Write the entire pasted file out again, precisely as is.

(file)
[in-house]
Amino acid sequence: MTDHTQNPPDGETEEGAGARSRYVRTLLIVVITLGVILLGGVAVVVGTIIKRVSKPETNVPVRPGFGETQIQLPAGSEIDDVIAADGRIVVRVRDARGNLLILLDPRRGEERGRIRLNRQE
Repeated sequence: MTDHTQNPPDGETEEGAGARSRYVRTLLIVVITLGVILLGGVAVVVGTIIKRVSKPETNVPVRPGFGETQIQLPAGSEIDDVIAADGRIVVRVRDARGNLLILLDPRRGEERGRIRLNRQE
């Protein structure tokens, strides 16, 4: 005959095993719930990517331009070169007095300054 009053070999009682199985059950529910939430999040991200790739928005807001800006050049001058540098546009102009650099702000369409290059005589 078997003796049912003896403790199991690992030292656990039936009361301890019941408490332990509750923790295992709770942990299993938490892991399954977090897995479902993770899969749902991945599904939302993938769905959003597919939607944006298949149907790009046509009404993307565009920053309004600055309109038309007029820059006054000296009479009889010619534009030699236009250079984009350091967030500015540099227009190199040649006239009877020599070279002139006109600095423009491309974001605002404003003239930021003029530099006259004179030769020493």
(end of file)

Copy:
[in-house]
Amino acid sequence: MTDHTQNPPDGETEEGAGARSRYVRTLLIVVITLGVILLGGVAVVVGTIIKRVSKPETNVPVRPGFGETQIQLPAGSEIDDVIAADGRIVVRVRDARGNLLILLDPRRGEERGRIRLNRQE
Repeated sequence: MTDHTQNPPDGETEEGAGARSRYVRTLLIVVITLGVILLGGVAVVVGTIIKRVSKPETNVPVRPGFGETQIQLPAGSEIDDVIAADGRIVVRVRDARGNLLILLDPRRGEERGRIRLNRQE
């Protein structure tokens, strides 16, 4: 005959095993719930990517331009070169007095300054 009053070999009682199985059950529910939430999040991200790739928005807001800006050049001058540098546009102009650099702000369409290059005589 078997003796049912003896403790199991690992030292656990039936009361301890019941408490332990509750923790295992709770942990299993938490892991399954977090897995479902993770899969749902991945599904939302993938769905959003597919939607944006298949149907790009046509009404993307565009920053309004600055309109038309007029820059006054000296009479009889010619534009030699236009250079984009350091967030500015540099227009190199040649006239009877020599070279002139006109600095423009491309974001605002404003003239930021003029530099006259004179030769020493």